The celestial power drawn through the shikharas gives the deity effulgence and metaphysical power. The shikhara apart from being a roof for the sanctum sanctorum is also a symbol of divine sanctity giving significant emphasis to the garbhagriha and the principal deity of the central divinity. The top of the shikhara tapers to a finial and is known as the kalasa or stupika. One of the learned writers on Temple architecture says that the height of each storey of the pyramidal superstructure diminishes in arithmetical progression, being one-fourth or one-third less than the lower storey, the ground floor not being included.
The term pyramid is derived from the Greek words pyra meaning fire, light, or visible, and the word midos meaning measures. It is also translated to mean fire at the center. This word perhaps denotes the great hidden power of these structures with a square base and four triangular sides that rise upwards to a finial.
Egypt is a land of pyramids and we have Egyptologists and pyramidologists doing research and throwing light on the antiquity and mystery surrounding them. Even though Egypt is synonymous with pyramids, we find them in other parts of the world such as China, Mexico, Spain, France, Siberia, Central America, Greece, Cambodia and other countries.
The pyramids of Egypt are traced to at least 4000 years back. The Giza pyramids of Egypt date back to about 2500 B.C. A remarkable feature of the Giza pyramids is that they are aligned with great precision to the cardinal directions.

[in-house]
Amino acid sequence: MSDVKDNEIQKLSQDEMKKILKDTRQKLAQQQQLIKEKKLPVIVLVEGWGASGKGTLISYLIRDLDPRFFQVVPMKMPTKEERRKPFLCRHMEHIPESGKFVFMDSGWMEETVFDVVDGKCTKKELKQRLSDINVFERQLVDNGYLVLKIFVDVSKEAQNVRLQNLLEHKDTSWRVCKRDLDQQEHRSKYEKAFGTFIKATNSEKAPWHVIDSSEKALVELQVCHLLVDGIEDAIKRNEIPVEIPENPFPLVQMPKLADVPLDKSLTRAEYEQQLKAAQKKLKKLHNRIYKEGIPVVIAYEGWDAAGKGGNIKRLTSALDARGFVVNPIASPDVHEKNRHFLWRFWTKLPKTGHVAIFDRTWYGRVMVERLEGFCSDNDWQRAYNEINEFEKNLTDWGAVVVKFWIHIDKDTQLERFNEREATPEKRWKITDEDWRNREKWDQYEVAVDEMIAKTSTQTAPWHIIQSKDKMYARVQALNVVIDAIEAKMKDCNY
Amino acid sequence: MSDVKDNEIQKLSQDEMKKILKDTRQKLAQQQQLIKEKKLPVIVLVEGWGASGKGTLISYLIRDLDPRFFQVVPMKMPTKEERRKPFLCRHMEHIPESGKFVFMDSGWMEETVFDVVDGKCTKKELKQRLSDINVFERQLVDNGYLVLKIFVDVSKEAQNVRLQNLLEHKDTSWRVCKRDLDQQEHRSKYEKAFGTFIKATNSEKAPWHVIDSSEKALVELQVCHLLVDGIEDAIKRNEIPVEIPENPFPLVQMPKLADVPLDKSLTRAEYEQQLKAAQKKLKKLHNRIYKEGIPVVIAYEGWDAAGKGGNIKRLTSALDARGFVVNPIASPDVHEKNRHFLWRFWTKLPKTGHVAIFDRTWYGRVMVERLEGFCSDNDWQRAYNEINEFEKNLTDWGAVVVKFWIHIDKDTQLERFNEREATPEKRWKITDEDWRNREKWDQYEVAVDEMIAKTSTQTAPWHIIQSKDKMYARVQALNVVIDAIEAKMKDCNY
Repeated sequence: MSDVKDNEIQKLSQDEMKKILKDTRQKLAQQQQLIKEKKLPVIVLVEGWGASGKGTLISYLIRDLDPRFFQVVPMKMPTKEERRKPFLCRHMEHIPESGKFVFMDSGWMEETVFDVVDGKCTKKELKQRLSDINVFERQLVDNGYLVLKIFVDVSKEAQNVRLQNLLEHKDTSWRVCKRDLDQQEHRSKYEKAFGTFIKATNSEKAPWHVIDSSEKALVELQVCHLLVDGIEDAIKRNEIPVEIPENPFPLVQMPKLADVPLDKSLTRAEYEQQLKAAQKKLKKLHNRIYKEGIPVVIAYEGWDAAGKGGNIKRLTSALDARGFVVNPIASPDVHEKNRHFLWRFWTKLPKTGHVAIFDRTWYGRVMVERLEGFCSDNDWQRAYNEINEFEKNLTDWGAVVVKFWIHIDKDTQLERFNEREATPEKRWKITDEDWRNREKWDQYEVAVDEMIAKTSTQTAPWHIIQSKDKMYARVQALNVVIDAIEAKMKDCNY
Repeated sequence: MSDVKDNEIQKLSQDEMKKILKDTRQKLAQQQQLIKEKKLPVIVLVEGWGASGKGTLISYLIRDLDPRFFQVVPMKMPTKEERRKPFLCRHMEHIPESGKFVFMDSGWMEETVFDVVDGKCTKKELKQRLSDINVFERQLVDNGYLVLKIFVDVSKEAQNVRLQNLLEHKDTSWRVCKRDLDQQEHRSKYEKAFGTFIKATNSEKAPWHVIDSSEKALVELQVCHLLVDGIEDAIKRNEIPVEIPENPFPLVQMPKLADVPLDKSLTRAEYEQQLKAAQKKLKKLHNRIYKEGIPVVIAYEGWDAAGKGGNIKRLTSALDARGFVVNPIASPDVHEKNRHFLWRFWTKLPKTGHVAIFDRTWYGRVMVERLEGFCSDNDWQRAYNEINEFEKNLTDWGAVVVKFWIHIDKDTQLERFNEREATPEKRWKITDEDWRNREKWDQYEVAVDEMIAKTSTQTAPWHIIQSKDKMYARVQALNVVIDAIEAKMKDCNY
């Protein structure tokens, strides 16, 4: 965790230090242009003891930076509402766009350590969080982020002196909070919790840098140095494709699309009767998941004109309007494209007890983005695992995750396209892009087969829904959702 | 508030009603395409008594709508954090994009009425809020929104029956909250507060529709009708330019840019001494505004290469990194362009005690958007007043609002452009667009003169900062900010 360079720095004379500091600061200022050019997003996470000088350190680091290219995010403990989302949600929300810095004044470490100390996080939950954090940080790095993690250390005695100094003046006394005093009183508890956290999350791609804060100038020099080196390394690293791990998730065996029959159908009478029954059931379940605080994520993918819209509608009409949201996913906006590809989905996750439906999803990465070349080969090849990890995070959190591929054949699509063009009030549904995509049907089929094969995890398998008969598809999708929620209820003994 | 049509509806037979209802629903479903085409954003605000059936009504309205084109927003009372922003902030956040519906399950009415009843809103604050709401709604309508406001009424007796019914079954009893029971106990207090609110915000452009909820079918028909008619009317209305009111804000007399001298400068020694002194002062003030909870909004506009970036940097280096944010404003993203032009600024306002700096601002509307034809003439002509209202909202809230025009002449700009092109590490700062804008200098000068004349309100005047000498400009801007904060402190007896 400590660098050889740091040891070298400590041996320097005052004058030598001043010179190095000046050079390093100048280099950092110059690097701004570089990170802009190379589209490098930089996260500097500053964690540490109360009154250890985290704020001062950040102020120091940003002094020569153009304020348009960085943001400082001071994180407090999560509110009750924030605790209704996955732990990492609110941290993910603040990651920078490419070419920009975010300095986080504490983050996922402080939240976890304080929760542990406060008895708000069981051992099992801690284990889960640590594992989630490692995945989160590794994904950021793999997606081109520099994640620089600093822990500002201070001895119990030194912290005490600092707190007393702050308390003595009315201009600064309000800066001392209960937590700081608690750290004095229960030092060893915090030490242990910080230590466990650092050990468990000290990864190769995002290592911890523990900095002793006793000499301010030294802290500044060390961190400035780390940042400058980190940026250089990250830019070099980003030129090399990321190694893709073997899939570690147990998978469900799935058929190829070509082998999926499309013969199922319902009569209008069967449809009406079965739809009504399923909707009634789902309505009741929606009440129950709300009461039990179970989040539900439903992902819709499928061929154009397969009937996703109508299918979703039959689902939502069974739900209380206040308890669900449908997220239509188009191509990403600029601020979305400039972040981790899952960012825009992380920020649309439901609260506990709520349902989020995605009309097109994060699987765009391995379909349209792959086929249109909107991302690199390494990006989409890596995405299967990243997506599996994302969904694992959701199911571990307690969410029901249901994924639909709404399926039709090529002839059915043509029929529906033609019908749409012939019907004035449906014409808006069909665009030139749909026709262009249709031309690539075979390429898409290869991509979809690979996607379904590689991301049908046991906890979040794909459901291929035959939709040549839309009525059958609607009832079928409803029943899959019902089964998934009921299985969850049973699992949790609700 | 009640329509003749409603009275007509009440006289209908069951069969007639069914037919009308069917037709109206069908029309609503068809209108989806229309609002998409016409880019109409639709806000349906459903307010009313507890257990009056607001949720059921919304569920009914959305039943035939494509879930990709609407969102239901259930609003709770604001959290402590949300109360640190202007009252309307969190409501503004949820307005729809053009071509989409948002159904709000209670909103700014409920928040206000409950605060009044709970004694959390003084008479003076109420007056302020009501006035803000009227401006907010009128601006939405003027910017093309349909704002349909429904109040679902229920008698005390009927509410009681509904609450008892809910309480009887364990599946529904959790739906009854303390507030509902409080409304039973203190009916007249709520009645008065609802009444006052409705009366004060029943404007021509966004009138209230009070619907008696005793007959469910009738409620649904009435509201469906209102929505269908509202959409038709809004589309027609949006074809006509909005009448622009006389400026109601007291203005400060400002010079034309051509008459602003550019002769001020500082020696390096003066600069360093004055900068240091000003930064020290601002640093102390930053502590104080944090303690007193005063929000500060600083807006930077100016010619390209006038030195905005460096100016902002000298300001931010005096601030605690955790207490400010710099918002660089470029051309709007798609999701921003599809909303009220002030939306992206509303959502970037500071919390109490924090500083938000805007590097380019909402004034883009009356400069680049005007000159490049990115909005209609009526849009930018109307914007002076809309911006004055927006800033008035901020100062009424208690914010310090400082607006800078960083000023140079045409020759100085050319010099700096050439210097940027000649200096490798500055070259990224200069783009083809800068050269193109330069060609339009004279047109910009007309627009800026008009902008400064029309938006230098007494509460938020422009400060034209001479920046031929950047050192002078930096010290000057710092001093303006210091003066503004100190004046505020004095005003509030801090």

In recent times these structures with four triangular sides standing over a square base have entered the domain of Vastu and are being prescribed for many of the imbalances of a building – residential or business.
Vastu texts consider the proper orientation to the cardinal directions as of great significance while referring to the Yoni aspect of the Ayadi Shadvargas (building formulae). Ayadi is a group of six formulae Aya, Vyaya, Yoni, Rksha, Vara and Tithi that are used to determine the dimensional conformance of a building.
There are many similarities between the Hindu shikharas and the Egyptian pyramids. We have referred to Step pyramids. In fact, they are similar to the shikharas with the diminishing storeys that is considered in Vastu Shastra. While the shikharas drew the cosmic energies into the garbagriha to flood the sanctum sanctorum with divinity, the pyramids drew the cosmic energies to preserve the bodies of the Pharoah Kings who were considered divine. In the villages of India, we even find huts that have tops in the shape of pyramids. It is interesting to note that while pyramids are said to keep foodstuff fresh, the prasadams and other offerings in the garbhagriha or sanctum sanctorum of a temple also remain fresh for a long time.
Whether you call it a shikhara or pyramid, it is a fact that the shape of these structures influences the flow of energy from the universe and this energy helps in enhancing the overall quality of our life. The most important thing to recognize is that many of their architectural and construction features are similar to that used in Indian temples built thousands of years ago.